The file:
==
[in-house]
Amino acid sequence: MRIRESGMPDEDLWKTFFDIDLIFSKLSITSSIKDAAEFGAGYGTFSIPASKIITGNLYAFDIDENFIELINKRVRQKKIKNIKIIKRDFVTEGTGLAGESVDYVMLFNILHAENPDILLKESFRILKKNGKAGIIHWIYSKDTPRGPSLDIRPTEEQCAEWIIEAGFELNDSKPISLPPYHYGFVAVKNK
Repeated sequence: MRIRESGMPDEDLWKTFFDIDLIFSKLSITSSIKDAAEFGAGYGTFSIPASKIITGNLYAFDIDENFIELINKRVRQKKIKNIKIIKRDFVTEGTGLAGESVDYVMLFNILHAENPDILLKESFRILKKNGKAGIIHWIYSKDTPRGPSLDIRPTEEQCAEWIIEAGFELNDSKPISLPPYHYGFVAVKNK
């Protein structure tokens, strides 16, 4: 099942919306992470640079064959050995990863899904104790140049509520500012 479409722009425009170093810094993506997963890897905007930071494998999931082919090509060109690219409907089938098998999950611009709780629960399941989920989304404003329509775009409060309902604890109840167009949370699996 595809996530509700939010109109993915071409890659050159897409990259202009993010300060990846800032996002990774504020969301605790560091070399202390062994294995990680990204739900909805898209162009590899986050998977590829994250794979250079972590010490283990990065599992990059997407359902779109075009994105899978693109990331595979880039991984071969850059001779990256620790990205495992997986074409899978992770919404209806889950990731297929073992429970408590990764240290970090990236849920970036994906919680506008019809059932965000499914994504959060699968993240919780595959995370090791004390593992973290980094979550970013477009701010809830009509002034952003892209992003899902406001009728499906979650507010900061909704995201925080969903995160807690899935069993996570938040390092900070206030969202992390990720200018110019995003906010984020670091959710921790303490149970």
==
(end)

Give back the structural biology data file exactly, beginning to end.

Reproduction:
[in-house]
Amino acid sequence: MRIRESGMPDEDLWKTFFDIDLIFSKLSITSSIKDAAEFGAGYGTFSIPASKIITGNLYAFDIDENFIELINKRVRQKKIKNIKIIKRDFVTEGTGLAGESVDYVMLFNILHAENPDILLKESFRILKKNGKAGIIHWIYSKDTPRGPSLDIRPTEEQCAEWIIEAGFELNDSKPISLPPYHYGFVAVKNK
Repeated sequence: MRIRESGMPDEDLWKTFFDIDLIFSKLSITSSIKDAAEFGAGYGTFSIPASKIITGNLYAFDIDENFIELINKRVRQKKIKNIKIIKRDFVTEGTGLAGESVDYVMLFNILHAENPDILLKESFRILKKNGKAGIIHWIYSKDTPRGPSLDIRPTEEQCAEWIIEAGFELNDSKPISLPPYHYGFVAVKNK
């Protein structure tokens, strides 16, 4: 099942919306992470640079064959050995990863899904104790140049509520500012 479409722009425009170093810094993506997963890897905007930071494998999931082919090509060109690219409907089938098998999950611009709780629960399941989920989304404003329509775009409060309902604890109840167009949370699996 595809996530509700939010109109993915071409890659050159897409990259202009993010300060990846800032996002990774504020969301605790560091070399202390062994294995990680990204739900909805898209162009590899986050998977590829994250794979250079972590010490283990990065599992990059997407359902779109075009994105899978693109990331595979880039991984071969850059001779990256620790990205495992997986074409899978992770919404209806889950990731297929073992429970408590990764240290970090990236849920970036994906919680506008019809059932965000499914994504959060699968993240919780595959995370090791004390593992973290980094979550970013477009701010809830009509002034952003892209992003899902406001009728499906979650507010900061909704995201925080969903995160807690899935069993996570938040390092900070206030969202992390990720200018110019995003906010984020670091959710921790303490149970």